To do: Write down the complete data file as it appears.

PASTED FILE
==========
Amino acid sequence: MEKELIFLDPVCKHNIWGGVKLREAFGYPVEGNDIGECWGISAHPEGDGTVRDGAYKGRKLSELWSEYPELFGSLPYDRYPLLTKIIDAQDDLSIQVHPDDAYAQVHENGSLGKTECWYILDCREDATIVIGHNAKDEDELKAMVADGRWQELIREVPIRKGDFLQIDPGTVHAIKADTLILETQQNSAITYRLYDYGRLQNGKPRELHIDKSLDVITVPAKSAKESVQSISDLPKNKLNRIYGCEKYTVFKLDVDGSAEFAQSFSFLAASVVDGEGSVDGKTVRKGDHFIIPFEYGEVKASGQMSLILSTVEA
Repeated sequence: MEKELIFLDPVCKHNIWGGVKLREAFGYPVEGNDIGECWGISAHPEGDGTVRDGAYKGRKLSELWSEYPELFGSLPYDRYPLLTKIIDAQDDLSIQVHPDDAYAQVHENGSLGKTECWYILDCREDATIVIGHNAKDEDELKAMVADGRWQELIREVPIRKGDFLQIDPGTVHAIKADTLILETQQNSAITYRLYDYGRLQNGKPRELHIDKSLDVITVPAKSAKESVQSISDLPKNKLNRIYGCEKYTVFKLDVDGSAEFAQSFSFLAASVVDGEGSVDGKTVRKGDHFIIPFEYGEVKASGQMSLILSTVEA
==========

Amino acid sequence: MEKELIFLDPVCKHNIWGGVKLREAFGYPVEGNDIGECWGISAHPEGDGTVRDGAYKGRKLSELWSEYPELFGSLPYDRYPLLTKIIDAQDDLSIQVHPDDAYAQVHENGSLGKTECWYILDCREDATIVIGHNAKDEDELKAMVADGRWQELIREVPIRKGDFLQIDPGTVHAIKADTLILETQQNSAITYRLYDYGRLQNGKPRELHIDKSLDVITVPAKSAKESVQSISDLPKNKLNRIYGCEKYTVFKLDVDGSAEFAQSFSFLAASVVDGEGSVDGKTVRKGDHFIIPFEYGEVKASGQMSLILSTVEA
Repeated sequence: MEKELIFLDPVCKHNIWGGVKLREAFGYPVEGNDIGECWGISAHPEGDGTVRDGAYKGRKLSELWSEYPELFGSLPYDRYPLLTKIIDAQDDLSIQVHPDDAYAQVHENGSLGKTECWYILDCREDATIVIGHNAKDEDELKAMVADGRWQELIREVPIRKGDFLQIDPGTVHAIKADTLILETQQNSAITYRLYDYGRLQNGKPRELHIDKSLDVITVPAKSAKESVQSISDLPKNKLNRIYGCEKYTVFKLDVDGSAEFAQSFSFLAASVVDGEGSVDGKTVRKGDHFIIPFEYGEVKASGQMSLILSTVEA